We can also consider marketing as a process of exchange. In its simplest form, exchange in marketing represents the transfer of goods and money between two or more groups (these can be organisations purchasing supplies or customers such as a mother buying food for her baby).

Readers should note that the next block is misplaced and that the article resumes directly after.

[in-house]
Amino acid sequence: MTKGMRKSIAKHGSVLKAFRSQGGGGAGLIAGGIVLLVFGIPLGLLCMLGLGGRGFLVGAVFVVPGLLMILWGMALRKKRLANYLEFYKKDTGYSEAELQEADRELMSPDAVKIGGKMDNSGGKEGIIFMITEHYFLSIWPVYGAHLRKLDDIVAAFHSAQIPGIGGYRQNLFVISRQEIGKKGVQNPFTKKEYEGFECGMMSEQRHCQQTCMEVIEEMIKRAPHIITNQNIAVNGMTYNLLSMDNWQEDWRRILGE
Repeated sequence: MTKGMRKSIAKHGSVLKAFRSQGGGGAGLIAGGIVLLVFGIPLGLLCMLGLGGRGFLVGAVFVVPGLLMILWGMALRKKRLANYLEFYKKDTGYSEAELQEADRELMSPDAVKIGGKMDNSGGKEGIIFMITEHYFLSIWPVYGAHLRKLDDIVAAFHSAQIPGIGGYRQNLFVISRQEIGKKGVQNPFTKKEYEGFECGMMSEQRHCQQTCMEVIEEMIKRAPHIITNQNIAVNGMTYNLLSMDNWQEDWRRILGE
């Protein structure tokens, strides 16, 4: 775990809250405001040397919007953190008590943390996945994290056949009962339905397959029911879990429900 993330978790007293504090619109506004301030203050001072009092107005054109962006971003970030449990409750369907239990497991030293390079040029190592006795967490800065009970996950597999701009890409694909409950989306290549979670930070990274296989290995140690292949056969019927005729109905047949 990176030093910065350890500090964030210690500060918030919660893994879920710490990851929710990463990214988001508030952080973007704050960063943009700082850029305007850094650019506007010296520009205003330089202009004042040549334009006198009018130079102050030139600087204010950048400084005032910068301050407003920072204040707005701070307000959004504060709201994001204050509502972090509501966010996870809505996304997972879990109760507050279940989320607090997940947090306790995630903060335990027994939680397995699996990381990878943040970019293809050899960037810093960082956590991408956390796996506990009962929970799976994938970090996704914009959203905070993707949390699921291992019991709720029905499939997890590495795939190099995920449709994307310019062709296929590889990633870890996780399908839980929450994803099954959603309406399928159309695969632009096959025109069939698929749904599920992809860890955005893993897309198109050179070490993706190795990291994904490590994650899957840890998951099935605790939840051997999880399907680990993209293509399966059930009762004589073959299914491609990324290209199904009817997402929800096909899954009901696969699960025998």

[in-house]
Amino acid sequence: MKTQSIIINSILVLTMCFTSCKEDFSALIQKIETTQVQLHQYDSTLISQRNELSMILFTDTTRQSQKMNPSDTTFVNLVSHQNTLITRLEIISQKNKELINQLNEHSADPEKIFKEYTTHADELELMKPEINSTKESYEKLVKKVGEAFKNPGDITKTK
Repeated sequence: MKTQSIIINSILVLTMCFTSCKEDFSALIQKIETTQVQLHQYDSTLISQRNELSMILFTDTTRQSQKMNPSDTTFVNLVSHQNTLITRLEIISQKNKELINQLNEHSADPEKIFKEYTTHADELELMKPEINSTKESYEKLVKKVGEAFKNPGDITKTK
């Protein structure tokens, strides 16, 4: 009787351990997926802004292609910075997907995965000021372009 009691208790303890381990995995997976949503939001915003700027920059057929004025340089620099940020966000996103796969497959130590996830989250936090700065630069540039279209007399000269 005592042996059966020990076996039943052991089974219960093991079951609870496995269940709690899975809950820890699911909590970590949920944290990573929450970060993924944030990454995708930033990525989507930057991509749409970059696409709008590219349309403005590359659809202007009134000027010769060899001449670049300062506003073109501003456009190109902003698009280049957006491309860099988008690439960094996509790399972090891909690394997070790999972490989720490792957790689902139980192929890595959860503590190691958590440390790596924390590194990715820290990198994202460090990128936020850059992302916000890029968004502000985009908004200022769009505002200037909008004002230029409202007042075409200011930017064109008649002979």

However, Bagozzi (1975) adds that exchange within marketing is more complex and often more indirect than simply a customer exchanging money for a product from a supplier. He argues that it represents the interaction of a variety of intangible and symbolic meanings. For example, the symbolism attached to a brand such as Diesel clothing is likely to affect the marketing exchange between the customer and the supplier. How? A customer may value the status that owning Diesel clothing will be positively recognised and reinforced by their friends. A number of factors contribute to these intangible and symbolic meanings and these will form the basis for the remaining sections in this course.